After posting a 2.55 ERA in 24 starts with Altoona this season, Adrian Sampson earned a promotion to Triple-A Indianapolis to get in some work and experience before the season ends.
While the first start did not go as planned for Sampson, as he allowed 10 hits and 6 runs in 3.2 innings, his second start looked much better. On Wednesday, Sampson went seven innings, allowing two runs on six hits, while striking out three. With this success, he looks for big things at the new level over the rest of the season. As for carrying over the success, Sampson is looking to continue the recipe that has brought him here.
“[The success is from] being consistent with the fastball down with a good plane on it,” Sampson said. “I have been throwing my other pitches, my changeup and my slider for strikes. It is being overall consistent with those things.”
In 148 innings with Altoona, Sampson had a K/BB ratio of 99:30. In addition, on July 18, Sampson tossed a one-hit complete game shutout and had a no-hitter broke up in the ninth inning.
Sampson knows that a key to his success fits well with an emphasis that the organization places on young pitchers – a fearless ability to work inside.
“Pitching inside is big in the whole organization, and it’s big for myself as well,” Sampson said. “When I don’t do well, I don’t pitch inside enough. This last outing, I pitched inside a lot, but I couldn’t get to the fastball outside.”
While Sampson has never had any issues getting inside to right-handed hitters, working inside to left-handed hitters this season has been his main focus.
“I have no problem getting inside to righties,” Sampson said. “Lefties are what I have been working on this year, getting in on them.”
Along with getting the ball inside to lefties, Sampson said that throwing more changeups to right-handed hitters has been an emphasis this season. In the past, he has worked the changeup primarily to left-handed hitters for swinging strikes and ground balls. In working this into the arsenal, he has gotten the advice of some teammates in Altoona this season.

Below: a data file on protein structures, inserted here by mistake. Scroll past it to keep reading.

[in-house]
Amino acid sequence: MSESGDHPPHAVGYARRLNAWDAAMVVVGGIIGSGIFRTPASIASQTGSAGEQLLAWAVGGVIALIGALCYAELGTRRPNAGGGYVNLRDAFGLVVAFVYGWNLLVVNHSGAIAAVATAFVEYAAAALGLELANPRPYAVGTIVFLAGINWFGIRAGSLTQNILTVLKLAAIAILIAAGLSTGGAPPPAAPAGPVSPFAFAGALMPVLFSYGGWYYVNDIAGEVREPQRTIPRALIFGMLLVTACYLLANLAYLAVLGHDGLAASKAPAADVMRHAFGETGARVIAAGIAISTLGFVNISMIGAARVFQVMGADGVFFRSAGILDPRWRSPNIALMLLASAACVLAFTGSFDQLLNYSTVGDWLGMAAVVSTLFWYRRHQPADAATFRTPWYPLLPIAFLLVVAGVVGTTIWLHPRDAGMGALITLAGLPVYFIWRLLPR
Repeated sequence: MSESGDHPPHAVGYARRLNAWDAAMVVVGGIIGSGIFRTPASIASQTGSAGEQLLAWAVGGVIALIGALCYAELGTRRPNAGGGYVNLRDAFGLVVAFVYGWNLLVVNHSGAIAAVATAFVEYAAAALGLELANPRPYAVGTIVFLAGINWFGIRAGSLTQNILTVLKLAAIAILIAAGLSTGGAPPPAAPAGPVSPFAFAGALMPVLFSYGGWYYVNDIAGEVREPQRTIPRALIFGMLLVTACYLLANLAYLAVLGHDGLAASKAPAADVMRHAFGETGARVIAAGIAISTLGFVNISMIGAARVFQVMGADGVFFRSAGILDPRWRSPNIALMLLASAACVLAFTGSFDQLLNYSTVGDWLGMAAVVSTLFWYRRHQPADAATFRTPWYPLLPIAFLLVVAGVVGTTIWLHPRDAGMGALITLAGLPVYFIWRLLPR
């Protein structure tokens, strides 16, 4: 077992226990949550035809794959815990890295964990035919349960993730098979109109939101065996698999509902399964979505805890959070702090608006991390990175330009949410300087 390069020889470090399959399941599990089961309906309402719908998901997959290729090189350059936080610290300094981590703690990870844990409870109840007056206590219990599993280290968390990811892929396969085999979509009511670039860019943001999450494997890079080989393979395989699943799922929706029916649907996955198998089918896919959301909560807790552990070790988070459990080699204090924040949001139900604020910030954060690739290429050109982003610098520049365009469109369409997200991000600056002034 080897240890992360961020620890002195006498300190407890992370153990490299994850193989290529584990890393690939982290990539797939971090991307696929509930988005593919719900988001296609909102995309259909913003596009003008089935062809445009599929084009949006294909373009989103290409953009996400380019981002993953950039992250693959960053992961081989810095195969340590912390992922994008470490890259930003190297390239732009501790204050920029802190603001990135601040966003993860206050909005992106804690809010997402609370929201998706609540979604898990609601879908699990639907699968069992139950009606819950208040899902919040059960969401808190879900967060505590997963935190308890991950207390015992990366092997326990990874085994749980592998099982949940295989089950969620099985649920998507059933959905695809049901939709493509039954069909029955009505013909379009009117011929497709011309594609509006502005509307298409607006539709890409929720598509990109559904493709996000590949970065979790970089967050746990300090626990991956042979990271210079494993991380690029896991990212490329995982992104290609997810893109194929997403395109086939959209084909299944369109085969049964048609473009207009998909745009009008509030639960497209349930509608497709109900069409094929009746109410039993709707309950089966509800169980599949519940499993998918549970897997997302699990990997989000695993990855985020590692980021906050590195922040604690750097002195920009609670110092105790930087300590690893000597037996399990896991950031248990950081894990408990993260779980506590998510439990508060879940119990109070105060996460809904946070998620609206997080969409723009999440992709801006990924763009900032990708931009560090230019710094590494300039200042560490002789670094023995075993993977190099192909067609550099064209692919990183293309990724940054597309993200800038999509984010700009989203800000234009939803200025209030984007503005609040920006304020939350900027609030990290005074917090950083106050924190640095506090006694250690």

“I have talked to a lot of hitters in Altoona – Stetson Allie, Keon Broxton,” Sampson said. “That is the hardest pitch because it is coming right at them and drops off. From what I have heard from them, that is probably the most effective pitch to righties.”
The work on his craft has shown for Sampson this season, as he has seen a huge bounce back after a tough 2013 campaign. Sampson posted a 5.14 ERA with Bradenton last season. In 140 innings, he allowed 177 hits and 87 runs, while only striking out 85. As far as his approach, he said that keeping the ball down and locating all of his pitches are the key to his success in 2014.
“I start with fastballs away to make sure that I am on time, getting the ball down and away,” Sampson said. “I can get the ball inside to righties easy, it is just the natural arm path that I have. I try to locate down enough and work on the changeup on both sides of the plate. I try to get the curveball down and for strikes. I try to get comfortable with every pitch.”
Along with getting the experience at Triple-A to prepare better for next season, Sampson is also pleased to work with Indianapolis pitching coach Tom Filer.
“I am just wanting to locate the ball down,” Sampson said. “If I can throw quality pitches, I can get a lot of these guys out. Tom Filer has been helping me out a lot over these last few days. He saw me maybe once in Spring Training, so it is nice to have a new set of eyes on you. I am just fine tuning what I did in Altoona and bringing it to here to get more comfortable for next year.”
Sampson is taking the traditional route for Pirates pitching prospects, with the exception of Gerrit Cole. The organization tends to have pitchers throw around 150 innings at the Double-A level, promoting them late in the season to get a taste of the next level. With this in mind, Sampson will start the 2015 season in the Indianapolis rotation and if the success from 2014 carries over, he will be a candidate for a mid-season call up to Pittsburgh if needed. Sampson is 22 years old and is only in his third professional season, so he is well ahead of the curve. He’s got the chance to be a sleeper middle of the rotation starter, capable of tossing 200 innings per year.